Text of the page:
Takamaka Primary School students were thrilled to spot several birds
Nature Seychelles has in the last week hosted university students, primary school students and wildlife club members at The Sanctuary in Roche Caiman. By visiting the Sanctuary and through discussions with Nature Seychelles staff, the student groups were able to learn more about conservation as well as wildlife and their habitats, essentially through connecting with the natural environment.
Prior to touring The Sanctuary, University of Seychelles students listened to a lecture delivered by Dr Nirmal Shah, Nature Seychelles’ CEO. This was held in the boardroom of the organisation’s premises aptly named The Centre for Environment and Education.
UniSey students got to learn about the history of The Sanctuary, how it was developed and how it is maintained as a thriving wildlife habitat
“I have heard about Nature Seychelles’ work but not had the chance to gain deeper insight on specific projects before.” Andrew Souffre a second year environmental science student said after the lecture. “I am currently working as a technician at the Seychelles Fisheries Authority and I hope to broaden my horizon after completing my studies. That is why I was so interested in the reef rescue work Nature Seychelles is doing.”
After a brief context setting of Seychelles history in relation to the environment, the Bachelor of Education and Bachelor of Science students learned in greater detail about the work of Nature Seychelles on Mahe, Cousin and Praslin islands.
Colibri Wildlife Club members saw more than they had expected to
“Coconut plantations were probably the largest ecological disaster that happened in the Seychelles,” Shah said in highlighting the destruction of the natural environment as a backdrop to the eventual development of biodiversity protected areas in the Seychelles.
“This is where Nature Seychelles comes in. As the BirdLife International partner in Seychelles, we have had world class projects in saving bird species that are endemic to the Seychelles. These birds were at the brink of extinction. ” Shah explained. “We also work in marine research and conservation including turtles, fish, frogs and coral reefs.”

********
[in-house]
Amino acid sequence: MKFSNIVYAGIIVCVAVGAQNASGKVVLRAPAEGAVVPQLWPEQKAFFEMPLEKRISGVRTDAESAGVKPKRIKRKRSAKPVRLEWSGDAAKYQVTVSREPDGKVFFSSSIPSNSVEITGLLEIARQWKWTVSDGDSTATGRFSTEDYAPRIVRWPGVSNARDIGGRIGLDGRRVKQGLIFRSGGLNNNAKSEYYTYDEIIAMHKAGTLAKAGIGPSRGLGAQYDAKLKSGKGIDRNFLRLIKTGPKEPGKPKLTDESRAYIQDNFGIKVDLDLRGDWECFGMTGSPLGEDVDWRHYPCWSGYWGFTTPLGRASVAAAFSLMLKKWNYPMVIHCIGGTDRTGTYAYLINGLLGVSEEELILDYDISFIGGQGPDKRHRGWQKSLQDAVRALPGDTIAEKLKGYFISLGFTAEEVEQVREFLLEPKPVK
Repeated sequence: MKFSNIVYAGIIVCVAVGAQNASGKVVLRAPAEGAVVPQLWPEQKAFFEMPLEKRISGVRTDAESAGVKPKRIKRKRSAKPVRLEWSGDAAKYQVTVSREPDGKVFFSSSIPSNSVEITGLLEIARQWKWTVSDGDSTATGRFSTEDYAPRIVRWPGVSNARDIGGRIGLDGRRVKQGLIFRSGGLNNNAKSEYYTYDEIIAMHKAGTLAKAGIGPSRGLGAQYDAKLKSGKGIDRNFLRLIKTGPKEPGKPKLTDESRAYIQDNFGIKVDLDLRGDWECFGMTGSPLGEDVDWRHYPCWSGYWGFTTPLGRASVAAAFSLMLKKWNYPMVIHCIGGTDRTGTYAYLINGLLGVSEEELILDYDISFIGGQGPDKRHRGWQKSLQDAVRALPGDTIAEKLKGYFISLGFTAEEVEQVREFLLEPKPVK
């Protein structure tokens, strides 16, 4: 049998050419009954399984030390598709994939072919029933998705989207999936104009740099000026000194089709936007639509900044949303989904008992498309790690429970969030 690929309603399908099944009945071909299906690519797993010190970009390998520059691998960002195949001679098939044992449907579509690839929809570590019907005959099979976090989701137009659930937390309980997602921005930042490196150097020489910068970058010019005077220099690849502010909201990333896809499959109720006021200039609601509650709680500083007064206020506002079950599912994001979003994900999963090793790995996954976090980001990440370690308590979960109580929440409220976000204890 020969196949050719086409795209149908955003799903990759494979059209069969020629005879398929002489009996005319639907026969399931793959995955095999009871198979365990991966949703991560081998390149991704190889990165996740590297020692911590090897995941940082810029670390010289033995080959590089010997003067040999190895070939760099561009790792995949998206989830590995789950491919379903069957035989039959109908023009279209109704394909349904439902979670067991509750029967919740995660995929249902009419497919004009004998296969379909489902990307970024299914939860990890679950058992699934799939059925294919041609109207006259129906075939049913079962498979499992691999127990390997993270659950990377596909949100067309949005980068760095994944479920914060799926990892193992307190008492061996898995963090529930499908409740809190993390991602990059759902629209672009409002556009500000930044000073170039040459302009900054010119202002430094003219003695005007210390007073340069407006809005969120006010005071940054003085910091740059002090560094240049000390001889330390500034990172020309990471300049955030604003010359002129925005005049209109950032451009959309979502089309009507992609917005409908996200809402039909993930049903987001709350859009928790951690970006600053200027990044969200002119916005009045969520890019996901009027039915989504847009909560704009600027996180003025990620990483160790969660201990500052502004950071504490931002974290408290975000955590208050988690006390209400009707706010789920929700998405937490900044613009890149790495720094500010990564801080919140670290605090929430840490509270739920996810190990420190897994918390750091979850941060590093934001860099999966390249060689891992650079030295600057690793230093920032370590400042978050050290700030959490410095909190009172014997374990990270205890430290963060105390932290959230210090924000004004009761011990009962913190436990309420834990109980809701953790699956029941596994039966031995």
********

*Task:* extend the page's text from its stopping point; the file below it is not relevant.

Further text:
The University of Seychelles students, members of Colibri Wildlife Club (Plaisance Primary School) and P4 students from Takamaka Primary School all got to tour the site and see some of the wildlife that have taken sanctuary in the urban wetland. While the university students were more concerned with career development after their studies, the primary school students were more interested in spotting birds, dragon flies, crabs, fishes or anything that moved.
Andrew Souffre Sampling some mulberries at the Heritage Garden
“Nature Seychelles is doing a great deal here on Mahe and on other islands,” Rachel Onezime pointed out. Ms Onezime is a Bachelor of Education lecturer at the University of Seychelles. She accompanied the students on their visit to The Sanctuary. “It is important for the students to know that in the future when they are teaching at secondary school, they can also organize such trips for their students. For the Bachelor of Science students, Nature Seychelles work is more specific to what they learn and they can see where they fit in for internships or careers.”
The Heritage (organic) Garden which also sits on The Sanctuary site, was of great interest to students and teachers alike, some of whom have small gardens at home. Nature Seychelles invited Jean-Paul Geffroy to speak to the Takamaka students during their visit. Geffroy’s farm recently came into partnership with Nature Seychelles with the aim of promoting organic farming in the country and encouraging Seychellois to grow and eat more of the foods they consume. Not only did the students and teachers get to go home with a chilli (pima) seedling, they also received a bag full of vegetables from Geffroy’s farm.